1887
Volume 2010, Issue 2
  • ISSN: 0253-8253
  • E-ISSN: 2227-0426

Abstract

Background: Cigarette smoking is universally acknowledged to be a health hazard. Primary care physicians have several important responsibilities, being role models, information providers, and identifiers/modifiers of risk behaviors, and researchers. They are often able to influence the behavior of their own patients as well as the society as a whole in the prevention of illness and promotion of well-being. This can be accomplished by both serving as personal role models and actively promoting healthy behavior among their patients. Doctors who smoke may have a problem in achieving these two objectives, especially when trying to convince their own patients to quit smoking. The purpose of this study was to identify smoking prevalence among primary care physicians in Doha, Qatar, and to explore how the smoking behaviors of physicians, their perceived ability to influence patient smoking behavior, and their knowledge about health outcomes related to smoking can influence their interaction with patients.

Methods: A cross-sectional, self-administered, anonymous survey was conducted in November through December 2007, among 12 primary healthcare centers in Doha. Analyses were based on responses from 151 physicians, representing an 83.8% response rate.

Results: The prevalence of smoking was 23.1% among primary care physicians, 1 5.8% of them were current smokers and 7.3% were ex-smokers. Smoking prevalence was significantly higher in men than women (12.9% vs.1.5 % regular smokers). Almost two thirds of smokers started smoking before reaching 20 years of age. Among smokers, 28.6% had previously smoked in the presence of patients and 40% of them felt ready to quit smoking within the next six months. Finally, physicians who smoke are less likely to ask their patients about their smoking behavior or believe their example is likely to influence their patients.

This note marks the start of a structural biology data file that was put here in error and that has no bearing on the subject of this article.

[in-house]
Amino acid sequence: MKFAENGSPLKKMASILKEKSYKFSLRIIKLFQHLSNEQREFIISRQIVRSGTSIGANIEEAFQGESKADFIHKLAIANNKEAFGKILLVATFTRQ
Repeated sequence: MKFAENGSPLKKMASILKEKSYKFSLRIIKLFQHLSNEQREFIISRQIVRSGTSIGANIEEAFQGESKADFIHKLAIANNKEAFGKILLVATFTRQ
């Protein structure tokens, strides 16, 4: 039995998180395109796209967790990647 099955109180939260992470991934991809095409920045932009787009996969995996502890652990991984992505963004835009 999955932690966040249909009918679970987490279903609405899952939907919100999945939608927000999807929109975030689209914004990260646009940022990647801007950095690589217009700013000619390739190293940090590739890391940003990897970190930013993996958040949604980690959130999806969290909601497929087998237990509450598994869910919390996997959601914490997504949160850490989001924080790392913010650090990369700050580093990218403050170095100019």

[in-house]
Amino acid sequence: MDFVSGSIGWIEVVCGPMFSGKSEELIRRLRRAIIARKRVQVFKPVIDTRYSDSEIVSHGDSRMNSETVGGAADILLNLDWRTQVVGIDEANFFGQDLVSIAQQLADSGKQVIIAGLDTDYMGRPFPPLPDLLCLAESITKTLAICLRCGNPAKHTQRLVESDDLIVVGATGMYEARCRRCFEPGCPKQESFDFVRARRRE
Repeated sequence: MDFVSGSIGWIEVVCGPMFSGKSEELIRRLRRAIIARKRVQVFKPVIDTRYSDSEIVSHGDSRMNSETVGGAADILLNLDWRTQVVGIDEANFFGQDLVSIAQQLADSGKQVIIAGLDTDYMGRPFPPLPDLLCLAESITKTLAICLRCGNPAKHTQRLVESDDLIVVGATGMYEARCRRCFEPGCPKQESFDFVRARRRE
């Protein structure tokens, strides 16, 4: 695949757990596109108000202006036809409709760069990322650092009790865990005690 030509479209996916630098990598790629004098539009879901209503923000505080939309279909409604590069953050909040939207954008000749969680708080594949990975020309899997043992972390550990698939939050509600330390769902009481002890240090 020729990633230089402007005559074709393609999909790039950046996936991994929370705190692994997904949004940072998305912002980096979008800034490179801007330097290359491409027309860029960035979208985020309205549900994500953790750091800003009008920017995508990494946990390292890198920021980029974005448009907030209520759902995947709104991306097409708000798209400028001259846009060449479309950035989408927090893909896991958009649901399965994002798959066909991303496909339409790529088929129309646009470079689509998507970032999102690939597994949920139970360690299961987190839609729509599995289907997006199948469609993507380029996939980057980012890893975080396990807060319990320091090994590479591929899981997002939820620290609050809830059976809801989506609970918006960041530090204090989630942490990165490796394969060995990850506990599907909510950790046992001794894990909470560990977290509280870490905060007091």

Conclusion: Smoking prevalence is considerably high among physicians in the 1 2 primary healthcare centers in Doha, and a large percentage of physician smoke in the presence of their patients. Physicians' smoking behavior and attitude to smoking influences whether they counsel patients regarding smoking. These results indicate a need to educate physicians in Qatar about their potential for influencing patients to not start or quit smoking. There is a need for health education campaign not only for the general population but also for healthcare workers.

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2010-12-01
2019-10-19
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